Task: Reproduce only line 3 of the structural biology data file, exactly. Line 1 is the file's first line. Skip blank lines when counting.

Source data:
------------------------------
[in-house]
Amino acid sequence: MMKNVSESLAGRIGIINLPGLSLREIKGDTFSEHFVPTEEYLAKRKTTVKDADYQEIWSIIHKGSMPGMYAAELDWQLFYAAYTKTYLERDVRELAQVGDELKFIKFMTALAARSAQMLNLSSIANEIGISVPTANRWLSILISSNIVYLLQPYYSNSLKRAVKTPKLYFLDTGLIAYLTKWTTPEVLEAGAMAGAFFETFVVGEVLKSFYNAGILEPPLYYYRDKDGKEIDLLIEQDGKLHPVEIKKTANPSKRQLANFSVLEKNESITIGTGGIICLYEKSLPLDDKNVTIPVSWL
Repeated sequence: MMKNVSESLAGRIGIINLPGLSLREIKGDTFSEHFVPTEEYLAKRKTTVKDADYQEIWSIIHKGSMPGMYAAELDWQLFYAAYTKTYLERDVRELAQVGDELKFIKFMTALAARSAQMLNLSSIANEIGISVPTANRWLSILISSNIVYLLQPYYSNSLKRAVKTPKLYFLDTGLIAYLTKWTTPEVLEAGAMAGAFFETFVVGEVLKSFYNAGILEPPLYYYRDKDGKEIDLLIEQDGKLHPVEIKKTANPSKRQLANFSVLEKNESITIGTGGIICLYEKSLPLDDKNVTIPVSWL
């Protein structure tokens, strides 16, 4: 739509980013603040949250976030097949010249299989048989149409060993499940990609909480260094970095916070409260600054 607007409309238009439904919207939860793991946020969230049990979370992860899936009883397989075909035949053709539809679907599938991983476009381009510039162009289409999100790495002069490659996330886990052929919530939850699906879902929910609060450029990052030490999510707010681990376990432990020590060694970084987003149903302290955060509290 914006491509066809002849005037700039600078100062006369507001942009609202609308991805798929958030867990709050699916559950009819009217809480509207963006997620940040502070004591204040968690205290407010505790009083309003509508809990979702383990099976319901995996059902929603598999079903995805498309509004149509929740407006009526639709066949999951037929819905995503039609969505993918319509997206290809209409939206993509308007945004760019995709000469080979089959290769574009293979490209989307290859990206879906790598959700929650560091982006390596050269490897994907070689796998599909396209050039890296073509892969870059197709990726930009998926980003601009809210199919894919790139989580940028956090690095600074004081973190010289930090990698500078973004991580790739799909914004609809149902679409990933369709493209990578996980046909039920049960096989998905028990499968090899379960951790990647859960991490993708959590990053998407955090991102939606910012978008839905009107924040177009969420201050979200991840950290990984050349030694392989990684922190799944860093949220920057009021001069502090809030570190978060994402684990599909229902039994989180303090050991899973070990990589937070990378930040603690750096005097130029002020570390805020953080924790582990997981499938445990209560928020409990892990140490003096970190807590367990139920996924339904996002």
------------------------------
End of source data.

Repeated sequence: MMKNVSESLAGRIGIINLPGLSLREIKGDTFSEHFVPTEEYLAKRKTTVKDADYQEIWSIIHKGSMPGMYAAELDWQLFYAAYTKTYLERDVRELAQVGDELKFIKFMTALAARSAQMLNLSSIANEIGISVPTANRWLSILISSNIVYLLQPYYSNSLKRAVKTPKLYFLDTGLIAYLTKWTTPEVLEAGAMAGAFFETFVVGEVLKSFYNAGILEPPLYYYRDKDGKEIDLLIEQDGKLHPVEIKKTANPSKRQLANFSVLEKNESITIGTGGIICLYEKSLPLDDKNVTIPVSWL